Its name says three, but you can actually find four different hues in this colorful Vietnamese dessert. It consists of soft golden mung beans, sweet red beans, bouncy green pandan jelly, and creamy white coconut milk, plus the final layer of crushed ice on top.
Many consider Chè Ba Màu their childhood dessert. It is more simple to make than the famous Filipino delight Halo-Halo, but the result is just as eye-catching and delicious. Chè ba màu has no need for toppings, but enjoying it with fresh fruits is a fantastic serving idea.
Try this drink at: Street vendors and restaurants across Vietnam.
29. Soda Sữa Hột Gà – Egg Soda
Soda sữa hột gà is a well-blended combination of fresh egg yolks, condensed milk, and soda water. You can find it mainly in Southern Vietnam. While the name of this nutritious Vietnamese drink means “soda with chicken eggs”, locals occasionally prepare it with quail eggs.
While the raw factor can raise a few eyebrows, the marriage of eggy richness and acidic soda is quite a culinary revelation. This drink is just as delicious as eggnog, minus cream and brandy. But you can prepare the drink with pasteurized eggs to make it healthier.
Try this drink at: Select cafes and restaurants in Vietnam, especially in the Southern region. The number of dining establishments offering this treat is not large.
30. Sâm Bổ Lượng (Ching Bo Leung) – Iced Drink With Herbal Ingredients
Sâm bổ lượng is a Chinese sweet soup that is extremely popular in Vietnamese cuisine. It is a wonderful combo of seaweed, dried fruits (like longan and red jujube), lotus seeds, and other ingredients with cooling properties.
Its Chinese origin may give you the impression that it is mostly available in regions with Hoa or Chinese people, but that’s not true. You can find this wonderful dessert in many cafes and restaurants in Vietnam. Roadside stalls often offer it in summer.
Vietnamese people usually serve Sâm bổ lượng in a tall glass or plastic cup with ice and rock sugar (for extra sweetness). You should use a spoon to scoop out the chewy bits of fruits and herbs while enjoying the mellow liquid of the soup.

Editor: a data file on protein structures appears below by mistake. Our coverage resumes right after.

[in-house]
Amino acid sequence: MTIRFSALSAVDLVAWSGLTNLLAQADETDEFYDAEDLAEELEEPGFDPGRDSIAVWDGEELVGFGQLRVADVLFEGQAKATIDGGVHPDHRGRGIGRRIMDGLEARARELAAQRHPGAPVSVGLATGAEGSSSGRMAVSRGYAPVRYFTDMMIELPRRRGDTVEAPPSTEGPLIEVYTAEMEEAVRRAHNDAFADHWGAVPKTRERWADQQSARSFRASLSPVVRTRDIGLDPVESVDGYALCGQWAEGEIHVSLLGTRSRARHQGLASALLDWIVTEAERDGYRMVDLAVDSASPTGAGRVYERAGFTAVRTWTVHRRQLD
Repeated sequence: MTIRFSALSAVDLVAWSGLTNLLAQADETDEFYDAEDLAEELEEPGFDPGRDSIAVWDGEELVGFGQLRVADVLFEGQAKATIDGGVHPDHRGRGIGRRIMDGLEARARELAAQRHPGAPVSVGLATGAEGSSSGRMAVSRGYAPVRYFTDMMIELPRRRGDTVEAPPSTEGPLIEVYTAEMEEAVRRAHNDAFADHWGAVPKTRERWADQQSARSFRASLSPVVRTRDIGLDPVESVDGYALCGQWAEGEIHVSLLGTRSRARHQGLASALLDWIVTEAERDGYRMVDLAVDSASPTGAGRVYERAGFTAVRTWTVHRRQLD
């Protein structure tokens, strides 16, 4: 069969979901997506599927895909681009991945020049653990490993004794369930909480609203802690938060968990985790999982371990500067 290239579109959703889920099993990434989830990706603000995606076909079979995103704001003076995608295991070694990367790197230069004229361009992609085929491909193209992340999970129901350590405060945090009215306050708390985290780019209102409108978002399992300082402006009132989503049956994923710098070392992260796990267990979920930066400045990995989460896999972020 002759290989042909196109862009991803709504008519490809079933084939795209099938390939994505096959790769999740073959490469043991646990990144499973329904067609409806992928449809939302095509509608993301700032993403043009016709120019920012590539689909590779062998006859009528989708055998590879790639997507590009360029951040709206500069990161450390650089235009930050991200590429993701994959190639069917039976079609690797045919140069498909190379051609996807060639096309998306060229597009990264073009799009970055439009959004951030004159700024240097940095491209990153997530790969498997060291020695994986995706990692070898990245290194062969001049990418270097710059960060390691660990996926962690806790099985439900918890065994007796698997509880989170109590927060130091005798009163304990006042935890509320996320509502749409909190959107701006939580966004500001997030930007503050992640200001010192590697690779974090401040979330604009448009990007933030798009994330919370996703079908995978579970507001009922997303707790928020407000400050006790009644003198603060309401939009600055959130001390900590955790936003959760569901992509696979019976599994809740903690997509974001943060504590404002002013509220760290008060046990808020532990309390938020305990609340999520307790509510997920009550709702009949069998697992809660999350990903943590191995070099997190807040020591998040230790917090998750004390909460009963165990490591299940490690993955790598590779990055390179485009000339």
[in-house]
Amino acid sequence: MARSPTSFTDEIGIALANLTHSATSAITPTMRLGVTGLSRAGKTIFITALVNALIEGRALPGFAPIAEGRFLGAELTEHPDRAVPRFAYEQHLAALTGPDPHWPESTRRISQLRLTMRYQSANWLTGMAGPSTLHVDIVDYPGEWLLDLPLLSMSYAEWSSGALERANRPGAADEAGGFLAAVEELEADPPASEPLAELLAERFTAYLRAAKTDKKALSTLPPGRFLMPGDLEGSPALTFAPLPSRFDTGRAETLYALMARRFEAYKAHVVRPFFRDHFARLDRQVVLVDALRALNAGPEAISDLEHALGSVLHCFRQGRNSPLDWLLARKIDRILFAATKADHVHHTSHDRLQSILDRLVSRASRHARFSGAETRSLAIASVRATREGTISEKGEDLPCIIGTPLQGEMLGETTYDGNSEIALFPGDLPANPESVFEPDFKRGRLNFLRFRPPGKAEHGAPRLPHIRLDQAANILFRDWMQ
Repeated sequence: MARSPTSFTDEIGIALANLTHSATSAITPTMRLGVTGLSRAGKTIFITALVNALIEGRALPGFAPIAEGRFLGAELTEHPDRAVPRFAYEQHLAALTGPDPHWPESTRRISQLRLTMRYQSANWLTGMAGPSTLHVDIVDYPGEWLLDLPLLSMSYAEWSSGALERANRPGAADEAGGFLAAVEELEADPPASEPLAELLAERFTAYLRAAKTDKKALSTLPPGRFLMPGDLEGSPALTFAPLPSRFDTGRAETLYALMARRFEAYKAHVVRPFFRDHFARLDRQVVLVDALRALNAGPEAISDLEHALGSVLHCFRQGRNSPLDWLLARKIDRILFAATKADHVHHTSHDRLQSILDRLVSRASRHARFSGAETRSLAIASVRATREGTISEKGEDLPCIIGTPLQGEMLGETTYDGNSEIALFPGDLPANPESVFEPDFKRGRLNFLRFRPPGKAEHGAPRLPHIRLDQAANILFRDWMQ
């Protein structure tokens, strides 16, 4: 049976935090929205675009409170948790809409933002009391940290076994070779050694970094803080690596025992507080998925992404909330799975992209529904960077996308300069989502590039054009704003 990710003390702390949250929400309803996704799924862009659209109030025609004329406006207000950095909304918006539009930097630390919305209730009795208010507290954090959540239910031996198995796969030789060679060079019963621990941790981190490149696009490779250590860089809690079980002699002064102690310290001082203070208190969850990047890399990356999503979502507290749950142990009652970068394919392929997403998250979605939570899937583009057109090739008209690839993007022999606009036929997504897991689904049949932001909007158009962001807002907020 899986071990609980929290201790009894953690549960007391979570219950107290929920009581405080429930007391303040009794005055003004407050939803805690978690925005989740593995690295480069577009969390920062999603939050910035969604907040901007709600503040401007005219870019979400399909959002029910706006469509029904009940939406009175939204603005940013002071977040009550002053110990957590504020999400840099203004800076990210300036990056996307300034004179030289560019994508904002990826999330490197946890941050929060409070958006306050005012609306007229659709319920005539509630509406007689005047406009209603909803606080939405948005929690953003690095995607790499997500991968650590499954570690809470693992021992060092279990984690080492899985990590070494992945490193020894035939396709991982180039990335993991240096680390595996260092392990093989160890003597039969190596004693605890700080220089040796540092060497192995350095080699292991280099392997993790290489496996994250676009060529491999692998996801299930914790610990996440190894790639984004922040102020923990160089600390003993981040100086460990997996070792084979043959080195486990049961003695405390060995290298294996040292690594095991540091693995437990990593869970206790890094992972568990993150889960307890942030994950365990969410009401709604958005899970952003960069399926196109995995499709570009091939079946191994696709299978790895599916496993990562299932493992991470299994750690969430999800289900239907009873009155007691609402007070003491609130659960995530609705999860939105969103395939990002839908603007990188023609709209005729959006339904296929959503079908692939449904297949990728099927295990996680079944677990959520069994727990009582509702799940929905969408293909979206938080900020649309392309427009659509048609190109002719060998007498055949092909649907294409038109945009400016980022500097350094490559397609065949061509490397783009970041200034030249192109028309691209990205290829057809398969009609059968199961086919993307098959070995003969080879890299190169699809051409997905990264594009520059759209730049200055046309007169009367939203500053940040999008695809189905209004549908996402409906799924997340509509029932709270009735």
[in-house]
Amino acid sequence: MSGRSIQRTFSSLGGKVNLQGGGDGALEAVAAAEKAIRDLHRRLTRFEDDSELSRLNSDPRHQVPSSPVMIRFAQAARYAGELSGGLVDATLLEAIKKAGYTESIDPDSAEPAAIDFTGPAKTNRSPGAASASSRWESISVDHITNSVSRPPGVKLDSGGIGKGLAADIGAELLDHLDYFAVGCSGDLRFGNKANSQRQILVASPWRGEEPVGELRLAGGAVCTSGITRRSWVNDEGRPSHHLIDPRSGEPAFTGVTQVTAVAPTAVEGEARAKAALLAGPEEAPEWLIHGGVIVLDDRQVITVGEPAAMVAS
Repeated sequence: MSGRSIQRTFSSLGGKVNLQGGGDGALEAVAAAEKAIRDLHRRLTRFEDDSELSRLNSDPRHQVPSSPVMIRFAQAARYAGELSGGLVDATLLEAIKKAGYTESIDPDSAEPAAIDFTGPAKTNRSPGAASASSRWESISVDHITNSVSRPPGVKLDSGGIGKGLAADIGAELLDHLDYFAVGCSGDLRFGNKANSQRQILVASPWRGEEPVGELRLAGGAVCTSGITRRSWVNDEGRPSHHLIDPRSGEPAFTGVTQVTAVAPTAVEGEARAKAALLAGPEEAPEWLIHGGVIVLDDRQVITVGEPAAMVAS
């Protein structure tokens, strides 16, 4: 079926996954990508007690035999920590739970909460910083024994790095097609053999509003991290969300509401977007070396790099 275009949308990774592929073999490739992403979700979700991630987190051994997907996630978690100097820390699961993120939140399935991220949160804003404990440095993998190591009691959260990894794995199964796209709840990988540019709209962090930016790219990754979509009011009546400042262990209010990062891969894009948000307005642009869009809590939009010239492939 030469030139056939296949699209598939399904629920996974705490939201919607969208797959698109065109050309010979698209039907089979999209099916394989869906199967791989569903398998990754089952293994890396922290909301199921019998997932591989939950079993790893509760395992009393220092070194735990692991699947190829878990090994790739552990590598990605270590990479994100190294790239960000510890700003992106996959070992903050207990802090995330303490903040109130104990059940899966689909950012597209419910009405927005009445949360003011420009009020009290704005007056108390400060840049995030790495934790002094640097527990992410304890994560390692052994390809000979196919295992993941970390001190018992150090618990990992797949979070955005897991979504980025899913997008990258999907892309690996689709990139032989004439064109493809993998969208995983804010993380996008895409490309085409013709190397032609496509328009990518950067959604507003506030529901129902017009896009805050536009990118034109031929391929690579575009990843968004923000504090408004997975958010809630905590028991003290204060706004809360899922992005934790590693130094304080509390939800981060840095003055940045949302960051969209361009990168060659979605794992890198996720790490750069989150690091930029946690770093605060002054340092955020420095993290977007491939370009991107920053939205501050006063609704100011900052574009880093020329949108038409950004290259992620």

Try this drink at: Street vendors, cafes, and restaurants in Vietnam.
31. Nước Rau Má – Pennywort Juice
This delicious and healthy green juice contains pennywort leaves and a bit of sugar; that’s all! Pennywort juice doesn’t have an intense grassy taste like other green drinks. Instead, it has a mild flavor and scent similar to asparagus.
However, its bitterness may prove overwhelming to people who taste it for the first time. You should offset that flavor with sweeteners like honey or granulated sugar to enjoy the best experience.
Vietnamese people love this cooling drink because of all the health benefits it provides. Pennywort is high in vitamins, minerals, and antibacterial substances. When you need a healthy beverage for summer, this emerald green drink will fit the bill nicely.
Try this drink at: Street vendors across Vietnam.
32. Nước Sâm – Vietnamese Herbal Drink
The Vietnamese name of this drink sounds like ginseng, but that precious herb isn’t an ingredient for Nước sâm. Instead, this dark, amber-colored beverage consists of many body heat-reducing herbs and vegetables that are cooked together in water.
The list of ingredients is flexible and can change significantly from one vendor to another. However, the must-have things are usually dwarf sugarcane, cogongrass roots, and corn silk, plus rock sugar and pandan extract for flavoring.
Of course, feel free to omit sweeteners and indulge yourself with the gentle yet revitalizing sweetness given by the various herbs. You can safely enjoy this drink in large gulps, but make sure that the street vendor you buy it from has good sanitation.